The first attempt to describe the shape of the Milky Way and the position of the Sun within it was carried out by William Herschel in 1785 by carefully counting the number of stars in different regions of the sky. Using a refined approach, Kapteyn in 1920 arrived at the picture of a small (diameter ~15 kiloparsecs) ellipsoid galaxy with the Sun close to the center. A different method by Harlow Shapley based on the cataloging of globular clusters lead to a radically different picture: a flat disk with diameter ~70 kiloparsecs and the Sun far from the center. Both analyses failed to take into account the absorption of light by interstellar dust present in the galactic plane; once Robert Julius Trumpler had quantified this effect in 1930 by studying open clusters, the present picture of our galaxy as described above emerged.

In 1944, Hendrik van de Hulst predicted microwave radiation at a wavelength of 21 cm, resulting from interstellar atomic hydrogen gas; this radiation was observed in 1951. This radiation allowed for much improved study of the Galaxy, since it is not affected by dust absorption and its Doppler shift can be used to map the motion of the gas in the Galaxy. These observations led to the postulation of a rotating bar structure in the center of the Galaxy. With improved radio telescopes, hydrogen gas could also be traced in other galaxies. In the 1970s it was realized that the total visible mass of galaxies (from stars and gas) does not properly account for the speed of the rotating gas, thus leading to the postulation of dark matter.

Beginning in the 1990s, the Hubble Space Telescope yielded improved observations. Among other things, it established that the missing dark matter in our galaxy cannot solely consist of inherently faint and small stars. It photographed the Hubble Deep Field, providing evidence for hundreds of billions of galaxies in existence in the visible universe alone. Many scientists have tried to obtain a good estimate for the number of galaxies in the universe formally. The methods used to achieve this number vary, and therefore, the results are varying too. Also, as new and improved technology becomes available, astronomers can detect fainter objects that were not seen before. These objects that have come into view will in turn change the estimated number of galaxies. In 1999 the Hubble Space Telescope estimated that there were 125 billion galaxies in the universe, and recently with the new camera HST has observed 3000 visible galaxies, which is twice as much as they observed before with the old camera. The term "visible" is emphasized because observations with radio telescopes, infrared cameras, x-ray cameras, etc. would detect other galaxies that are not detected by Hubble. As observations keep on going and astronomers explore more of our universe, the number of galaxies detected will increase.

Life in Galaxies

Life as we know it would seem to be a phenomenon found only around single, third generation G type stars in the middle regions of the spiral arms of Spiral Galaxies, like the sun. Elliptical galaxies, produced as a result of many inter-galactic collisions, quickly lose their clouds of interstellar hydrogen gas, and cannot make new generations of stars. Irregular galaxies have few elderly stars and thus seem to have low concentrations of the heavier elements on which life depends. Even within spiral galaxies life as we know it would appear to be limited to the middle reaches of the spiral arm, as in the galactic halo or outer spiral arms heavier elements are in short supply, whilst in the gas clouds around the galactic centre heavier elements are in concentrations too high, and inter-stellar movements are too frequent to allow earthsized planets to form in stable circular orbits around their stars.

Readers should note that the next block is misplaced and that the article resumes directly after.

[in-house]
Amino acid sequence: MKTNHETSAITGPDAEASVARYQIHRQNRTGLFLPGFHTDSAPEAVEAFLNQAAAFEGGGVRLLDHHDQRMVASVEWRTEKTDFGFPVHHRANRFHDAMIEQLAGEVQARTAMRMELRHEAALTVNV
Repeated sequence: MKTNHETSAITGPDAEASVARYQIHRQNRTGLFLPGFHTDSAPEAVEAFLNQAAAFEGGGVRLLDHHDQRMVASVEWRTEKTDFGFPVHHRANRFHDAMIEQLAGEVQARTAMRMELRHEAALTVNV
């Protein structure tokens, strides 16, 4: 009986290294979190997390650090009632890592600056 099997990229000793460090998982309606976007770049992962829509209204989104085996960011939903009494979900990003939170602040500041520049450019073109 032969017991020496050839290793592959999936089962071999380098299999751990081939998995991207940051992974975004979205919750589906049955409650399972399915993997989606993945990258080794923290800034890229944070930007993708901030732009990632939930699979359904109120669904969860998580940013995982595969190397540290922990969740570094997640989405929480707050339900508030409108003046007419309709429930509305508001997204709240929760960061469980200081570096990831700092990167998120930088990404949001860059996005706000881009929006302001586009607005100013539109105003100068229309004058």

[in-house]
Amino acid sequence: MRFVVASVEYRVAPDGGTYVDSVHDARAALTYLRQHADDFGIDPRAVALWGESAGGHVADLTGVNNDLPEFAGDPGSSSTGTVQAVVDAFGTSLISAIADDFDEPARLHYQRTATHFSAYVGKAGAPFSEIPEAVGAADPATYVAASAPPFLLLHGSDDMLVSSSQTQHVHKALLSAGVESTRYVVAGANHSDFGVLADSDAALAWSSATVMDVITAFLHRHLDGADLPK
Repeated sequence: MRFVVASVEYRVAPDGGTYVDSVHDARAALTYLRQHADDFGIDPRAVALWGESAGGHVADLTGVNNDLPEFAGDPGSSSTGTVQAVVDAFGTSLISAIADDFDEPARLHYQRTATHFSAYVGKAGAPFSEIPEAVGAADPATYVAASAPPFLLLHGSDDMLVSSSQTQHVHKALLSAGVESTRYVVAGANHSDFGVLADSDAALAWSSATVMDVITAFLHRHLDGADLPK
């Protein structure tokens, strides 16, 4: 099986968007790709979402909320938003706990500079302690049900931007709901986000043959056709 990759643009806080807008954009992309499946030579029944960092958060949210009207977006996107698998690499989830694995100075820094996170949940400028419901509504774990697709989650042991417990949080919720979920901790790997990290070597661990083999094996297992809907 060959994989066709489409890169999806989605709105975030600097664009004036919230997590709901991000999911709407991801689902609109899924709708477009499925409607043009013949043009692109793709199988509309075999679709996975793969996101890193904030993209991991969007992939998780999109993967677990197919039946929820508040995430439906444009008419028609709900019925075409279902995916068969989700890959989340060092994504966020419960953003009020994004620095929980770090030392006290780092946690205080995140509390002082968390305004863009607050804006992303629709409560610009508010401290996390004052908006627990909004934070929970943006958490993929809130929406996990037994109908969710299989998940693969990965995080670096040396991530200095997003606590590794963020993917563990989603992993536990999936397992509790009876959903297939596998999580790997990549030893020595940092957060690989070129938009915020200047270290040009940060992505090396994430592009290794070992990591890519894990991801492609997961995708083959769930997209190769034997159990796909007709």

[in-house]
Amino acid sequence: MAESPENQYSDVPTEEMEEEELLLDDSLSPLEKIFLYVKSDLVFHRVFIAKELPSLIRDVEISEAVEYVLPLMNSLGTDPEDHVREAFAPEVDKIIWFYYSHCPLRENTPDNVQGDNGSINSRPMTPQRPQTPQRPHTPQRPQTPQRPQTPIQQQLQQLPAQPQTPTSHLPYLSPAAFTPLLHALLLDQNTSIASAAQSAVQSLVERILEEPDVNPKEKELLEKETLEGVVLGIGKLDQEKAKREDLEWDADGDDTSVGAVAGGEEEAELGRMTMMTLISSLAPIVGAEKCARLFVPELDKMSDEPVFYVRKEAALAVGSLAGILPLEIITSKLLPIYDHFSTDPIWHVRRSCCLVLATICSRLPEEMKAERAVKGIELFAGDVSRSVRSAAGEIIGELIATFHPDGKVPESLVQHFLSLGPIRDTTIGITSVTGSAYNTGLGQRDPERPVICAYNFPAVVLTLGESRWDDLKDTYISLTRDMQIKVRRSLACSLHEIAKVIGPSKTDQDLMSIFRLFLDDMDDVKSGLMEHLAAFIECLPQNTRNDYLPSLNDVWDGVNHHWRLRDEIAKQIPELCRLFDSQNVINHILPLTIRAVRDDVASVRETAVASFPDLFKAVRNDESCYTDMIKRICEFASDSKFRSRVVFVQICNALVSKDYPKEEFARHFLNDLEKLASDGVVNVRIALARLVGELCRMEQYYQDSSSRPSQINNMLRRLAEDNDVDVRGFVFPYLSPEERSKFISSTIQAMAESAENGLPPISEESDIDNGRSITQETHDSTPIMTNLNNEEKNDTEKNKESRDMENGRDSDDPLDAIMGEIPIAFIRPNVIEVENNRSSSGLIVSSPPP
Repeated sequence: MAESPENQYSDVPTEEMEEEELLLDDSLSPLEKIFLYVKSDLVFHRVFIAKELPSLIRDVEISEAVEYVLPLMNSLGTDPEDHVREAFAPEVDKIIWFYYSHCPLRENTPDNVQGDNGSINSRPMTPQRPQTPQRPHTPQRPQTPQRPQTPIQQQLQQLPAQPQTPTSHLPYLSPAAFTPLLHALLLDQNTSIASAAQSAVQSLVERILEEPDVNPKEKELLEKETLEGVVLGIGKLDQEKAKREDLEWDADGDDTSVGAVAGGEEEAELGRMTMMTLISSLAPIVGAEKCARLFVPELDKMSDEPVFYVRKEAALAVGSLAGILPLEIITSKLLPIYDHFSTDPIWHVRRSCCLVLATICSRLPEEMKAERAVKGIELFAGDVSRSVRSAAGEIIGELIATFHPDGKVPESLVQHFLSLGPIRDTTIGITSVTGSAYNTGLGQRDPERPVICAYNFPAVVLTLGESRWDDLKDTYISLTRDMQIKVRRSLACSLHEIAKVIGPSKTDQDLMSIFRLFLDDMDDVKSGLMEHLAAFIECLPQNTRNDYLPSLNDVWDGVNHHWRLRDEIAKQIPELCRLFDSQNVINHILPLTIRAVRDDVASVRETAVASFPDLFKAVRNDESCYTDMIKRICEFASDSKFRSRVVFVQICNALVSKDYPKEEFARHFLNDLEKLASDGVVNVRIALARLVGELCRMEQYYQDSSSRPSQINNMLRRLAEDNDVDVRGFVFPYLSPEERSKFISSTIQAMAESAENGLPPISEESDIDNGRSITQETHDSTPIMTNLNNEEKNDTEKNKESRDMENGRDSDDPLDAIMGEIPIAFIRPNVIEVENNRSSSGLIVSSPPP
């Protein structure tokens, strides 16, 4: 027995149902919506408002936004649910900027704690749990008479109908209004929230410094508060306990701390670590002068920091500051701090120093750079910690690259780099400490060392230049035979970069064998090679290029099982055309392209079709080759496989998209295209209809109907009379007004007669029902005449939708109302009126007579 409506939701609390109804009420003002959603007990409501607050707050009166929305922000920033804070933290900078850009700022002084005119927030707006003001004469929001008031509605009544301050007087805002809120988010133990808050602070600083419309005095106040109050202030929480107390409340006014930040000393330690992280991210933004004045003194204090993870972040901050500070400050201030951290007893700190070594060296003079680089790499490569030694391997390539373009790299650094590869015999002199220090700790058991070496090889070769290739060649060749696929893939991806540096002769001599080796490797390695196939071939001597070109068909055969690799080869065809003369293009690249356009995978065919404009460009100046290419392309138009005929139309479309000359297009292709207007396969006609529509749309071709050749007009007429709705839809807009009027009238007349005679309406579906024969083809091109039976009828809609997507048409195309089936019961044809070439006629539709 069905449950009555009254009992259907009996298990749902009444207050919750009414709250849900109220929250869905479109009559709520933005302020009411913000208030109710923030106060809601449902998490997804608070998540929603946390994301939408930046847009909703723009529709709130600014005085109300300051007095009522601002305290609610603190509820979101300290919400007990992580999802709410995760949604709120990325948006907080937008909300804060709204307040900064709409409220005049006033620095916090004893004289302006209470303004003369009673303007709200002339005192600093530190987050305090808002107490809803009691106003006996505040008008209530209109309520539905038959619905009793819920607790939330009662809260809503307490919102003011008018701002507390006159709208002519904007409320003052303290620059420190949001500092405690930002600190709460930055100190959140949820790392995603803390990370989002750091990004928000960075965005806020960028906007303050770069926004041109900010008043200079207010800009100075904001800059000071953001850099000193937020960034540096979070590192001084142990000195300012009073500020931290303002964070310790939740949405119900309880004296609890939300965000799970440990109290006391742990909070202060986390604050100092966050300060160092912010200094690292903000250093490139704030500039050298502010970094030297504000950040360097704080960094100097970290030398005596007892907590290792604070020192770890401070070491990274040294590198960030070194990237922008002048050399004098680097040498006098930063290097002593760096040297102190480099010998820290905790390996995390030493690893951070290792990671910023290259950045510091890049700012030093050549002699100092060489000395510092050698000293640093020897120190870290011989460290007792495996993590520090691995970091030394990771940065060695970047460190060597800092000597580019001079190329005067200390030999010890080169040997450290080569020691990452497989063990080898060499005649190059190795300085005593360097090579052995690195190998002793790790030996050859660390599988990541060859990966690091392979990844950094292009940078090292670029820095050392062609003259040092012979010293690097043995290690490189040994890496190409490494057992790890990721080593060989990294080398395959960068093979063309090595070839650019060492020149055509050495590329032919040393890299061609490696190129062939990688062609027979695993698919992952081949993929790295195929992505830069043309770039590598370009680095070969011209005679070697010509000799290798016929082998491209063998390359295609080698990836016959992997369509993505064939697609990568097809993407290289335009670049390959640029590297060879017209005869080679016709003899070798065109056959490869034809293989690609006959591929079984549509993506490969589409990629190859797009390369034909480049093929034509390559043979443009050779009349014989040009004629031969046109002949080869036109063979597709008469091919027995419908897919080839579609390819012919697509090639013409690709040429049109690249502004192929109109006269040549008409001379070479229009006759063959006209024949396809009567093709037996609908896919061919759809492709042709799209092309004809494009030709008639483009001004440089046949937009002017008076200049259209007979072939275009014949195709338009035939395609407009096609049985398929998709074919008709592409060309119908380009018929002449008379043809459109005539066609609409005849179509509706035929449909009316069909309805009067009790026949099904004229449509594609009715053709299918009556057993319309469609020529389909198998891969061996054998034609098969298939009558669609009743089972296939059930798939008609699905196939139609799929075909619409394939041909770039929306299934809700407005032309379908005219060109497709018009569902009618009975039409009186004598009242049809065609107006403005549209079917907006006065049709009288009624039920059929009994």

Lee Smolin as a part of his fecund universes theory has shown how within these spiral arms, an ecology involving star formation, supernova explosions, circulation and compaction of opaque molecular interstellar clouds, and continuous infall of intergalactic hydrogen, eventually forms some kind of far from equilibrium, evolutionary self-organizing homeostatic system, which resembles the autopoiesis of life as a whole.

More speculatively, the Drake equation shows the hypothetical frequency of life in our galaxy, and of the technological civilisations like ours that evolve within such conditions. But life as we know it is currently limited to the planetary surface of Earth, in one solar system, our own. If life is to survive in the medium to long term, it will have to leave this surface within 500 million years, as the depletion of hydrogen fuel in the core of the sun, the accumulation of helium "ash" and the resultant fusion "shell" will propell the sun towards the condition of a red giant star, making conditions on Earth too hot for liquid water, and therefore, life itself, to exist. The fact that, as the Fermi Paradox shows, there has been no confirmed discovery of extraterrestrial life, suggests that conditions like our own in the Milky Way galaxy are probably very rare.